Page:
Yes, it's time once again for Happytown's™ endorsements!

District 3: Until last week, we were all set to back Robert Stuart over Vicki Vargo. It was an easy choice. Or so we thought.

Luckily, we discovered that Stuart is unfit for public office just in time. What changed our minds? A transgression so heinous, so calculating, so disrespectful of law and order that it pains us to speak of it. But we're journalists, so speak of it we must. Please, if you are sensitive, we beg you to read no further.

On March 8, and again on March 29, Stuart sent out a campaign e-mail from his home computer that routed through his work e-mail address! Stuart works at the Christian Service Center, a nonprofit that "helps" the poor and homeless in Parramore. Nonprofits aren't allowed to support candidates.

A few moments after the March 29 e-mail went out, Stuart wrote another, claiming this whole frightening, lawless campaign was an "accident." He said it wouldn't happen again.

Too late, Robert! The damage is done! Those e-mails went out under the rubric of a nonprofit. And as Vicki Vargo points out in her avenging website, www.recklessrobertstuart.com, Stuart might as well have taken food from the mouths of the hungry!

Here we were thinking Stuart's decade of work at a Parramore nonprofit spoke of compassion. But now we see that even that was nothing but a political ploy. He was biding his time, waiting for an opportunity to exploit the goodwill of the Christian Service Center for personal gain. He's as patient as he is shrewd. As Vargo notes in her virtuous rebuttal, "Robert Stuart broke the rules, and now others may have to suffer. Given the plight of those around him, it ranks at the top as one of the most selfish acts of any politician in recent history." Tom DeLay. Randall "Duke" Cunningham. And now Robert Stuart.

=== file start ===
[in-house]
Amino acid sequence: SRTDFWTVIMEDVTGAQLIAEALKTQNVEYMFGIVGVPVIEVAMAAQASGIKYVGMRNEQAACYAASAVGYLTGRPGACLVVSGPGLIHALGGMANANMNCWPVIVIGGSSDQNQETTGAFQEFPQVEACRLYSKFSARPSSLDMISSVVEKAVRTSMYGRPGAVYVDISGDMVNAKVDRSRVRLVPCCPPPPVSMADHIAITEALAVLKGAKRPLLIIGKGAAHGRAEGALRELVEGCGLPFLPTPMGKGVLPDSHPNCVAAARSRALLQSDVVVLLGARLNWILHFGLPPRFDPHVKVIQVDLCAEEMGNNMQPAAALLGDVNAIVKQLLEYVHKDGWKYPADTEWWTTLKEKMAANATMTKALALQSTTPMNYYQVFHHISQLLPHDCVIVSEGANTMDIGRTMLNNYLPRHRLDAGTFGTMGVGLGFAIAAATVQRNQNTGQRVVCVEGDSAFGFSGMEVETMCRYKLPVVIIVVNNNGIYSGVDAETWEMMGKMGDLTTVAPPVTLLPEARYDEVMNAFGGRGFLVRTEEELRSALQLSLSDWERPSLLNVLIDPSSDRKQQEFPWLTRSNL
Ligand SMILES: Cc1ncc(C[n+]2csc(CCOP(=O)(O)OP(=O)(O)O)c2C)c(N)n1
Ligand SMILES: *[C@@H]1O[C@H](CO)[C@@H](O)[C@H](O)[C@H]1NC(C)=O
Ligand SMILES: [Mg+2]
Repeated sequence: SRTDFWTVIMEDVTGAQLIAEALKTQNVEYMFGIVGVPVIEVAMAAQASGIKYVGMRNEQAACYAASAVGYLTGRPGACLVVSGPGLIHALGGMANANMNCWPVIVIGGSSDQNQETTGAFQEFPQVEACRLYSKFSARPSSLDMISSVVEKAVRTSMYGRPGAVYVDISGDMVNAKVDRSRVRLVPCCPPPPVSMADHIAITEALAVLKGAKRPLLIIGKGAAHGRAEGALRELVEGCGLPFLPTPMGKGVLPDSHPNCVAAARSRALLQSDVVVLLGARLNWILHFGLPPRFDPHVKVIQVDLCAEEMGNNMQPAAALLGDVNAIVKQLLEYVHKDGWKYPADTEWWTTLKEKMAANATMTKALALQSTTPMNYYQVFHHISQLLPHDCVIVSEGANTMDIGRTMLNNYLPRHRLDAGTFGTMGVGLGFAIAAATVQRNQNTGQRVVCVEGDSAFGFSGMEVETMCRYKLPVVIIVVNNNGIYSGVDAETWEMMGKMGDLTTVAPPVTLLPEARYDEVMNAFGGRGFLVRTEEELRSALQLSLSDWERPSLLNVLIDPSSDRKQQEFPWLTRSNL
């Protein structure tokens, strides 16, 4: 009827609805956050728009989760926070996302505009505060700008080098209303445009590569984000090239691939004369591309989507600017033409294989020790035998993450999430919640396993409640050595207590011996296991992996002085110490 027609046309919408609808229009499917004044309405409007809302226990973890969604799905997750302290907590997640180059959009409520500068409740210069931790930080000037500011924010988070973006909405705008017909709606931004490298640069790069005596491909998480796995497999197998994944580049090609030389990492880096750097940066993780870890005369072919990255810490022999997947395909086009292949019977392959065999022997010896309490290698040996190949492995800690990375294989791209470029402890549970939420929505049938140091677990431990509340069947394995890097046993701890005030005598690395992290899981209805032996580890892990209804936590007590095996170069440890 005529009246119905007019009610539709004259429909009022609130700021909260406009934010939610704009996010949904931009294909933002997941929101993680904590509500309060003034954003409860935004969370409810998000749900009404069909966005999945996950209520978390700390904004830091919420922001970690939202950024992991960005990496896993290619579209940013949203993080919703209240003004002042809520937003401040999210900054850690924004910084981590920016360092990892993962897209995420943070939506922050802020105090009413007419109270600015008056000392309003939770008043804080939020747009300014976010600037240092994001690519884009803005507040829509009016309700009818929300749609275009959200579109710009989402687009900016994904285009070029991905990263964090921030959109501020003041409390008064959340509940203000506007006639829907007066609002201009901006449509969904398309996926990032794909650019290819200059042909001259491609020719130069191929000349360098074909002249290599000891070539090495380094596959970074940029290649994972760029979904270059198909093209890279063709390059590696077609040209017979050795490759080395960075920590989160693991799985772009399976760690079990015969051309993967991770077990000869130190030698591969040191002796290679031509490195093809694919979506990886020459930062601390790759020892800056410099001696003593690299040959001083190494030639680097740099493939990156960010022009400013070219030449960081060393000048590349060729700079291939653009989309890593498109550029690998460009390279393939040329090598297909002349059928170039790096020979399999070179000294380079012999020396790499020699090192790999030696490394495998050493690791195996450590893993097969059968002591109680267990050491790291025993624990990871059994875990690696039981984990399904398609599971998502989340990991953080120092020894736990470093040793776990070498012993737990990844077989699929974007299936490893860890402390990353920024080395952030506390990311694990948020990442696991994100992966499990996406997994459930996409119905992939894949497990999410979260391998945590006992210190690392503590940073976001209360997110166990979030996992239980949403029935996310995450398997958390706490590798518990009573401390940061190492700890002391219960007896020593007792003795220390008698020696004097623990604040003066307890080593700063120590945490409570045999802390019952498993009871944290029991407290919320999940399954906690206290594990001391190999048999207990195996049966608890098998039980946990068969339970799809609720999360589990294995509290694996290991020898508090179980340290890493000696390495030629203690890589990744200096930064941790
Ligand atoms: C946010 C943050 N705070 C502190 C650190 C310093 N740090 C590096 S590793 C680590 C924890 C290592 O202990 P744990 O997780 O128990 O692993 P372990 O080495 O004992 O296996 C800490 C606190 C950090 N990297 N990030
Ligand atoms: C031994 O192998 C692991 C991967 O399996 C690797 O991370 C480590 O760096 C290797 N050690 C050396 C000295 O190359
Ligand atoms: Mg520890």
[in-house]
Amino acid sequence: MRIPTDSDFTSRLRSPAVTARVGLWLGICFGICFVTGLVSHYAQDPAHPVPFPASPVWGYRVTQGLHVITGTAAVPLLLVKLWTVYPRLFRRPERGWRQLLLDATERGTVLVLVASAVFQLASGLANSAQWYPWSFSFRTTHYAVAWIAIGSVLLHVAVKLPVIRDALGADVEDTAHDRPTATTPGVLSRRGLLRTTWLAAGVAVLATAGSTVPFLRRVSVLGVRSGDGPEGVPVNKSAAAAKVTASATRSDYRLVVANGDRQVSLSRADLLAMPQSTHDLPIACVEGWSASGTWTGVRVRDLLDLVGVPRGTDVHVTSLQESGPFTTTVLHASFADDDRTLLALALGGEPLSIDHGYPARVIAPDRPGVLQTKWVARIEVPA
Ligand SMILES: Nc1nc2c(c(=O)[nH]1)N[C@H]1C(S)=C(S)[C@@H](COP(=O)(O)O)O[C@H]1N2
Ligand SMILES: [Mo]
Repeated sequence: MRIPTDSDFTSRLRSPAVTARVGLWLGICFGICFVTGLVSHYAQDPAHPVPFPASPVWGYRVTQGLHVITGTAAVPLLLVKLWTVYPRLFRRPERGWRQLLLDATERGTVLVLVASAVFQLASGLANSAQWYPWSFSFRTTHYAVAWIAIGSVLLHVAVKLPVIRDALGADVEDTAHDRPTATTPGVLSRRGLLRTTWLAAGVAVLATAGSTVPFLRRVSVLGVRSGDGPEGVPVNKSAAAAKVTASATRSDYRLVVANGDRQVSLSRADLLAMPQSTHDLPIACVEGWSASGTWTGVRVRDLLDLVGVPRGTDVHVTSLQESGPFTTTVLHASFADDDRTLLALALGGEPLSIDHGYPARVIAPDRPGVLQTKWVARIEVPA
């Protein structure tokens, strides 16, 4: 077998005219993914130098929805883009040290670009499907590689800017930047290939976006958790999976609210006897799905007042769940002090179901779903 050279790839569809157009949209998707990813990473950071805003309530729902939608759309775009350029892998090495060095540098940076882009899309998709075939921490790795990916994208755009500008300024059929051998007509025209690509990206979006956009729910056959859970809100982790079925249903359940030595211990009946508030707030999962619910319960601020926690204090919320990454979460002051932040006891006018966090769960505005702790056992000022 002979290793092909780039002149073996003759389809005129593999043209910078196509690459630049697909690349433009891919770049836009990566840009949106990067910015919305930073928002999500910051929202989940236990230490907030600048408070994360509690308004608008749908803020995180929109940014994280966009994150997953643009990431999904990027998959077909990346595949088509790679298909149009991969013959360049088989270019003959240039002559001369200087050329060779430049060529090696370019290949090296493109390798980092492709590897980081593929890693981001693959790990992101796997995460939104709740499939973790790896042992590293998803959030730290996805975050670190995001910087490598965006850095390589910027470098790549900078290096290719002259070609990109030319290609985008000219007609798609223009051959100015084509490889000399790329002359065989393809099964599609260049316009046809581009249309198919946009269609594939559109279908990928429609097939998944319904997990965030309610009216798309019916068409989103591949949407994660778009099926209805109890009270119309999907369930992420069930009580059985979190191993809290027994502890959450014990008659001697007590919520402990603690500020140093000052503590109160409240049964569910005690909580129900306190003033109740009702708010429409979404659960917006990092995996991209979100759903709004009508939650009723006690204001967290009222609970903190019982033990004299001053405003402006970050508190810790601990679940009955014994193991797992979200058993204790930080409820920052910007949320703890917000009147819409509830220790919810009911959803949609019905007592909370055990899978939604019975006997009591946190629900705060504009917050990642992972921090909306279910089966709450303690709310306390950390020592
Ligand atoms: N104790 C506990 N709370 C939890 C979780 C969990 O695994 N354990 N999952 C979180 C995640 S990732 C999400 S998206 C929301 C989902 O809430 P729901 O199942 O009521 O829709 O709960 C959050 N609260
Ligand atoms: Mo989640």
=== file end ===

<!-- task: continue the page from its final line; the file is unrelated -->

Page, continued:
Yes, there are those who view Vargo's website as the desperate act of a doomed politician. But the righteous have always suffered detractors. The truth shall prevail, and we know the truth: two e-mails were questionably distributed! Not one, TWO. Try and deny it, Robert Stuart!

District 5: The winner of this race will fill in for Ernest Page until he gets his legal problems – felony bribery charges – squared away. If he's convicted, there's yet another special election. If he's vindicated, he comes back and Tuesday's victor leaves.

Go ahead and vote for Mabel Butler. If nothing else, Butler will liven up otherwise dull City Council meetings. She's also the best choice, given her decades on the Orlando City Council and the Orange County commission. One of her opponents – Sam Ings – thinks he's on a mission from God, and another – Lawanna Gelzer – has lost more races in the last eight years than we care to count. The rest don't have a chance. Go, Mabel!

And all this time you thought U.S. Senator Bill Nelson was spending his days on his knees thanking the good Lord above for sending him Katherine Harris as an opponent. Wrongo! Nelson's probably not given Ol' Runny Face a second thought lately; he's way too busy going mano-a-mano with the terrorists!